The Great Vacation Fallacy

It's not a vacation, it's a family trip — the two are rarely the same

Managing expectations is the key to planning time away with the family — and the key to being a parent overall.

Just listen to the recent experiences and observations of one dad from Washington, D.C.

“The stress and strain of hauling a family across the country to ski isn’t a vacation — it is something altogether different and special.”

“On Day 3 of our ski trip — same experience as Day 2, with stress and screaming for everyone to get up and get moving — I boarded a gondola with a young family of five. The three children were ages three to seven, and they were fussing with their jackets and helmets, their boots were too tight and someone took someone else’s mitten. You get the picture. Since they were not my children, I smiled and offered a sympathetic look and made the comment, ‘Vacations get easier as they get older.'”

“As I said it I knew I was telling a lie,” the dad added, “but it was a little white lie to ease the suffering of the two parents. The other father smiled and said, ‘Oh, this isn’t a vacation. This a family trip.’

“That was the moment it all came together for me,” the dad said. “We are making memories and having shared experiences as a family. The stress and strain of hauling a family across the country to ski isn’t a vacation — it is something altogether different and special. It took me 17 years to figure this out — and with my expectations readjusted, the rest of trip was so much more enjoyable for me and my family.”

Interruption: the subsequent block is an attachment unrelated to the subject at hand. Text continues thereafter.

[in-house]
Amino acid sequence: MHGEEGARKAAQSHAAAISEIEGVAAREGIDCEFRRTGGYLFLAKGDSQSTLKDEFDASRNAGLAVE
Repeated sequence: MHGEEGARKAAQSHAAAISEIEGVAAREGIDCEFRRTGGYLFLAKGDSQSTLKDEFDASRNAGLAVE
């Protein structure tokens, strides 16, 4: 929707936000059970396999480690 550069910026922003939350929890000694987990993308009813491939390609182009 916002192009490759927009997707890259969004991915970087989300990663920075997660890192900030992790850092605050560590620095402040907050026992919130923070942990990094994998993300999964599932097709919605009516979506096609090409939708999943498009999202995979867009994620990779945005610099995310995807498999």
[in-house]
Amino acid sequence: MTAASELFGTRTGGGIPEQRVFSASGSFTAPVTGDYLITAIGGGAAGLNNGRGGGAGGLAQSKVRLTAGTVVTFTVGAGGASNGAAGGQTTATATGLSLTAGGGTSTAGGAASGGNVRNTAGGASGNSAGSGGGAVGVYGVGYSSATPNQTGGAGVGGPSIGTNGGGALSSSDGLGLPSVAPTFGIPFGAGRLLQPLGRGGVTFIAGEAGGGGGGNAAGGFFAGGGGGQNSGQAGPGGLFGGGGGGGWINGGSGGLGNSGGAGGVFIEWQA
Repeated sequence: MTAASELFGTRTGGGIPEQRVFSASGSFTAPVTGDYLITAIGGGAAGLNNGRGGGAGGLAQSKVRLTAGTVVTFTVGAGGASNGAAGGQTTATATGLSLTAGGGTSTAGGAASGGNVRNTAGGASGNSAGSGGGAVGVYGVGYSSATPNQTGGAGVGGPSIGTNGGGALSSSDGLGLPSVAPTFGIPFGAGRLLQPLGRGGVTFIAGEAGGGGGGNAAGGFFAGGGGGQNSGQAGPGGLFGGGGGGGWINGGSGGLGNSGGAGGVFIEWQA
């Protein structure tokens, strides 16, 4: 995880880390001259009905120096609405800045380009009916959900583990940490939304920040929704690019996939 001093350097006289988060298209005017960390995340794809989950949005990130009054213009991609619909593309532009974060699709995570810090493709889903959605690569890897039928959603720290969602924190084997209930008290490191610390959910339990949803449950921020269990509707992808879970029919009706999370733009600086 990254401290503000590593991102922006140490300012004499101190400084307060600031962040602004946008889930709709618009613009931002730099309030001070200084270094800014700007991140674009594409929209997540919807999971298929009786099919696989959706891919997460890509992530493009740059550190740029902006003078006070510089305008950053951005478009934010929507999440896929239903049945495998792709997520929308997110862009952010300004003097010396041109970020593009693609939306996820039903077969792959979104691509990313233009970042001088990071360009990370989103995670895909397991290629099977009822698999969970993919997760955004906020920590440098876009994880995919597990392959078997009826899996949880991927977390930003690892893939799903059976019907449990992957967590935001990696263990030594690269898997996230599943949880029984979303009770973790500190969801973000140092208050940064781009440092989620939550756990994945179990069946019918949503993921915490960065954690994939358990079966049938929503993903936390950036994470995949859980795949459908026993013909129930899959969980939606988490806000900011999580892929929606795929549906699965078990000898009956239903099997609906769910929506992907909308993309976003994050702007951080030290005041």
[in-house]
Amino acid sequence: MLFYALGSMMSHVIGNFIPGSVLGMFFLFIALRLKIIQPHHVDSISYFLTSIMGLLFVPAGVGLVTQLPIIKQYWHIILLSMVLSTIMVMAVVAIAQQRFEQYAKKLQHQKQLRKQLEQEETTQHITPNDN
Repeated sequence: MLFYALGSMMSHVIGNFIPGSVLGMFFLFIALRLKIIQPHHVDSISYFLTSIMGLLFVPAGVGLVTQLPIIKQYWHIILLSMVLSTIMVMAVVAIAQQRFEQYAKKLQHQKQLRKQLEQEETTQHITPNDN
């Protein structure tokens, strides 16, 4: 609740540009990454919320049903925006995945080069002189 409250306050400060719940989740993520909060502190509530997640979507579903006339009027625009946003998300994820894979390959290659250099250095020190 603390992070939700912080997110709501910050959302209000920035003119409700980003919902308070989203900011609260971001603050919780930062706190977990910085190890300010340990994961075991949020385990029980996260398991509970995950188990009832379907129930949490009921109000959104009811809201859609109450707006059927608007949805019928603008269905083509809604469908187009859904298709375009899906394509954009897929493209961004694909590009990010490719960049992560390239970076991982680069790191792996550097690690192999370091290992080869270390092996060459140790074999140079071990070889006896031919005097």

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That’s right. It is not a vacation. No matter where you are going or how old your children are, say that three times out loud to get your head around it.

If you understand the deal before you pull out of your driveway or board the plane — you will have a much better time.

Related: When Job Burnout Makes You A Rotten Parent

Sure, there are adventures — of the unexpected kind. “Try keeping dibs on three hormonal pre-teen boys at a Florida resort that offers 13 pools and free food,” said a Boston-area dad, recalling one such family excursion. “They had a wristband so they acted like mini-entitled adults — visiting each pool to ‘try their French fries’ and check out the pre-teen girls. I had carpal-tunnel syndrome from the amount of texting I did on that vacation, just trying to track them — like an FBI agent tracks an ex-con.”

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Use these handy reference points to determine whether you and your beloved spouse are going on a trip or a vacation:

  • If you have a pack ‘n’ play and a training potty in the trunk — trip.
  • If one of your plans while away involves eating breakfast with Minnie, Micky, or Goofy — trip.
  • If you have other parents’ emergency contact info loaded into your cell phone — trip.
  • If your beach bag contains fruit roll-ups, swimmies, and tubes of SPF 800 sunblock — trip.
  • If you have to keep track of multiple pairs of shoes, jackets, gloves, and hats (most of which don’t fit you) — trip.
  • If you’re more exhausted at night then you are when you’re home — trip.
  • If there are kids with you — you’re on a trip.

Parents still in the trenches can’t imagine it, but someday the kids will grow up. Then there will be all the time in the world to lounge, nap, walk gorgeous coastlines, and enjoy cocktails at sunset.

And you know what you’ll be saying over your leisurely drinks in front of your breathtaking scenery? “Do you remember the time when the kids were little?”

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